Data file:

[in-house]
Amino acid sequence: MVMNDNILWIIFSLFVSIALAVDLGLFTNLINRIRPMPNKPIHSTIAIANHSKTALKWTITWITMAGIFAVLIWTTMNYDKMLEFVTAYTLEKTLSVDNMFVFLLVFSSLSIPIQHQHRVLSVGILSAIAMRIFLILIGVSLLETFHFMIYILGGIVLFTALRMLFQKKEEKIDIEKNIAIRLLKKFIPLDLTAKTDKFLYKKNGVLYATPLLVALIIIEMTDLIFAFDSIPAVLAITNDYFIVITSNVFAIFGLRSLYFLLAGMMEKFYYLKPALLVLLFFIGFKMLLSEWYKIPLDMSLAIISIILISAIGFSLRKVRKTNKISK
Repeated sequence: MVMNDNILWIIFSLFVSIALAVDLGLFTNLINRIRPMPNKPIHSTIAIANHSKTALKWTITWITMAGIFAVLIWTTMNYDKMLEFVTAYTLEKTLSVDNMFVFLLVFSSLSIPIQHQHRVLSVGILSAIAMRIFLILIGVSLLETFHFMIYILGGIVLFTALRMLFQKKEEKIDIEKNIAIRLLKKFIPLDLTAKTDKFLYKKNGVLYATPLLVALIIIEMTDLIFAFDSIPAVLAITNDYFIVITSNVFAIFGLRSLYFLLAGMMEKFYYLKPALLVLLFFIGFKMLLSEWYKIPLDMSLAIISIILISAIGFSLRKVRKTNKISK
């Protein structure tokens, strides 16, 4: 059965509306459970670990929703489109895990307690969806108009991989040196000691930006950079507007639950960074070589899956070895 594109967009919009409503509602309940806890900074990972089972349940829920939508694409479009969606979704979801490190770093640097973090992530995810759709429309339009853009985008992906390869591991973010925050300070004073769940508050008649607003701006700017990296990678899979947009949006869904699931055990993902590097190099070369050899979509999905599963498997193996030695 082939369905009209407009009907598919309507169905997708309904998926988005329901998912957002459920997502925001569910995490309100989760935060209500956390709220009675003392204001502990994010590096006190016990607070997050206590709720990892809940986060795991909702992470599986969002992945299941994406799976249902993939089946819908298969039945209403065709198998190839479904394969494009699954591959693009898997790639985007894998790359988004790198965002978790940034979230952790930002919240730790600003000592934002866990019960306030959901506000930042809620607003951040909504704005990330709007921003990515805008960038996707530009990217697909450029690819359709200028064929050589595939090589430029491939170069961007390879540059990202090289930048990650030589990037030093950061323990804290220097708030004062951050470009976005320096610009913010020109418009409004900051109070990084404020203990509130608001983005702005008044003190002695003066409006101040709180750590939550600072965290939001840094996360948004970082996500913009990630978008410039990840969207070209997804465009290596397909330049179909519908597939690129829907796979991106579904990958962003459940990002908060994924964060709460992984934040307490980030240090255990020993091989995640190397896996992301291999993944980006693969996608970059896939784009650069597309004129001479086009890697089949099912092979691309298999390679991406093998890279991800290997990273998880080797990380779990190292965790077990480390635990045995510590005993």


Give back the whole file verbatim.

[in-house]
Amino acid sequence: MVMNDNILWIIFSLFVSIALAVDLGLFTNLINRIRPMPNKPIHSTIAIANHSKTALKWTITWITMAGIFAVLIWTTMNYDKMLEFVTAYTLEKTLSVDNMFVFLLVFSSLSIPIQHQHRVLSVGILSAIAMRIFLILIGVSLLETFHFMIYILGGIVLFTALRMLFQKKEEKIDIEKNIAIRLLKKFIPLDLTAKTDKFLYKKNGVLYATPLLVALIIIEMTDLIFAFDSIPAVLAITNDYFIVITSNVFAIFGLRSLYFLLAGMMEKFYYLKPALLVLLFFIGFKMLLSEWYKIPLDMSLAIISIILISAIGFSLRKVRKTNKISK
Repeated sequence: MVMNDNILWIIFSLFVSIALAVDLGLFTNLINRIRPMPNKPIHSTIAIANHSKTALKWTITWITMAGIFAVLIWTTMNYDKMLEFVTAYTLEKTLSVDNMFVFLLVFSSLSIPIQHQHRVLSVGILSAIAMRIFLILIGVSLLETFHFMIYILGGIVLFTALRMLFQKKEEKIDIEKNIAIRLLKKFIPLDLTAKTDKFLYKKNGVLYATPLLVALIIIEMTDLIFAFDSIPAVLAITNDYFIVITSNVFAIFGLRSLYFLLAGMMEKFYYLKPALLVLLFFIGFKMLLSEWYKIPLDMSLAIISIILISAIGFSLRKVRKTNKISK
């Protein structure tokens, strides 16, 4: 059965509306459970670990929703489109895990307690969806108009991989040196000691930006950079507007639950960074070589899956070895 594109967009919009409503509602309940806890900074990972089972349940829920939508694409479009969606979704979801490190770093640097973090992530995810759709429309339009853009985008992906390869591991973010925050300070004073769940508050008649607003701006700017990296990678899979947009949006869904699931055990993902590097190099070369050899979509999905599963498997193996030695 082939369905009209407009009907598919309507169905997708309904998926988005329901998912957002459920997502925001569910995490309100989760935060209500956390709220009675003392204001502990994010590096006190016990607070997050206590709720990892809940986060795991909702992470599986969002992945299941994406799976249902993939089946819908298969039945209403065709198998190839479904394969494009699954591959693009898997790639985007894998790359988004790198965002978790940034979230952790930002919240730790600003000592934002866990019960306030959901506000930042809620607003951040909504704005990330709007921003990515805008960038996707530009990217697909450029690819359709200028064929050589595939090589430029491939170069961007390879540059990202090289930048990650030589990037030093950061323990804290220097708030004062951050470009976005320096610009913010020109418009409004900051109070990084404020203990509130608001983005702005008044003190002695003066409006101040709180750590939550600072965290939001840094996360948004970082996500913009990630978008410039990840969207070209997804465009290596397909330049179909519908597939690129829907796979991106579904990958962003459940990002908060994924964060709460992984934040307490980030240090255990020993091989995640190397896996992301291999993944980006693969996608970059896939784009650069597309004129001479086009890697089949099912092979691309298999390679991406093998890279991800290997990273998880080797990380779990190292965790077990480390635990045995510590005993």